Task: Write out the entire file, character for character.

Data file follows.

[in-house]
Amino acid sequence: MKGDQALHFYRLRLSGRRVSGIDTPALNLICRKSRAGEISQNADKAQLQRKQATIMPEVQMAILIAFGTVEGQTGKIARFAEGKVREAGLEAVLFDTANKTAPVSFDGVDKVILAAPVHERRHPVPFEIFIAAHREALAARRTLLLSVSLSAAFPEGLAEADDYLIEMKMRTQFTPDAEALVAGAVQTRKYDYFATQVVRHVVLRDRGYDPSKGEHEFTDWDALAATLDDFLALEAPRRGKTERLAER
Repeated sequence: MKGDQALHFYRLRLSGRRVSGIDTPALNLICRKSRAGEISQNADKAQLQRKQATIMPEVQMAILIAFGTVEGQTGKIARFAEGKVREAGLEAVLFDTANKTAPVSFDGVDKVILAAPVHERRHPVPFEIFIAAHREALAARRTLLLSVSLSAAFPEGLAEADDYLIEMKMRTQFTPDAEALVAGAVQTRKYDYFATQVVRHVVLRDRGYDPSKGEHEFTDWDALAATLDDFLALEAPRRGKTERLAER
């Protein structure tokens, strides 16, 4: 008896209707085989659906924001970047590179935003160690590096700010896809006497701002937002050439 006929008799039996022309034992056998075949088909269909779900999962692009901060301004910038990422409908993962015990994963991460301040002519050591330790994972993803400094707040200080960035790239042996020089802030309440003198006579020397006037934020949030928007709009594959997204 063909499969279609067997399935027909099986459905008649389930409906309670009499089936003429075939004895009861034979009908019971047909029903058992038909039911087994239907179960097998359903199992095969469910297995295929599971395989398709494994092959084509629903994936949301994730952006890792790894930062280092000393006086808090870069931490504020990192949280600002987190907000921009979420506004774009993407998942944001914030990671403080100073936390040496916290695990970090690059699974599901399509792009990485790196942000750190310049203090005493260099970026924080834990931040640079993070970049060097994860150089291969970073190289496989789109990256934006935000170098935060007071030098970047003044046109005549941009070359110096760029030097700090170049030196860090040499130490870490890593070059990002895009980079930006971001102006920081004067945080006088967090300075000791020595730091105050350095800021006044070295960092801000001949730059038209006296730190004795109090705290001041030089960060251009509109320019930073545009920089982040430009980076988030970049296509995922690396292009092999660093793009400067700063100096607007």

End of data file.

[in-house]
Amino acid sequence: MKGDQALHFYRLRLSGRRVSGIDTPALNLICRKSRAGEISQNADKAQLQRKQATIMPEVQMAILIAFGTVEGQTGKIARFAEGKVREAGLEAVLFDTANKTAPVSFDGVDKVILAAPVHERRHPVPFEIFIAAHREALAARRTLLLSVSLSAAFPEGLAEADDYLIEMKMRTQFTPDAEALVAGAVQTRKYDYFATQVVRHVVLRDRGYDPSKGEHEFTDWDALAATLDDFLALEAPRRGKTERLAER
Repeated sequence: MKGDQALHFYRLRLSGRRVSGIDTPALNLICRKSRAGEISQNADKAQLQRKQATIMPEVQMAILIAFGTVEGQTGKIARFAEGKVREAGLEAVLFDTANKTAPVSFDGVDKVILAAPVHERRHPVPFEIFIAAHREALAARRTLLLSVSLSAAFPEGLAEADDYLIEMKMRTQFTPDAEALVAGAVQTRKYDYFATQVVRHVVLRDRGYDPSKGEHEFTDWDALAATLDDFLALEAPRRGKTERLAER
């Protein structure tokens, strides 16, 4: 008896209707085989659906924001970047590179935003160690590096700010896809006497701002937002050439 006929008799039996022309034992056998075949088909269909779900999962692009901060301004910038990422409908993962015990994963991460301040002519050591330790994972993803400094707040200080960035790239042996020089802030309440003198006579020397006037934020949030928007709009594959997204 063909499969279609067997399935027909099986459905008649389930409906309670009499089936003429075939004895009861034979009908019971047909029903058992038909039911087994239907179960097998359903199992095969469910297995295929599971395989398709494994092959084509629903994936949301994730952006890792790894930062280092000393006086808090870069931490504020990192949280600002987190907000921009979420506004774009993407998942944001914030990671403080100073936390040496916290695990970090690059699974599901399509792009990485790196942000750190310049203090005493260099970026924080834990931040640079993070970049060097994860150089291969970073190289496989789109990256934006935000170098935060007071030098970047003044046109005549941009070359110096760029030097700090170049030196860090040499130490870490890593070059990002895009980079930006971001102006920081004067945080006088967090300075000791020595730091105050350095800021006044070295960092801000001949730059038209006296730190004795109090705290001041030089960060251009509109320019930073545009920089982040430009980076988030970049296509995922690396292009092999660093793009400067700063100096607007």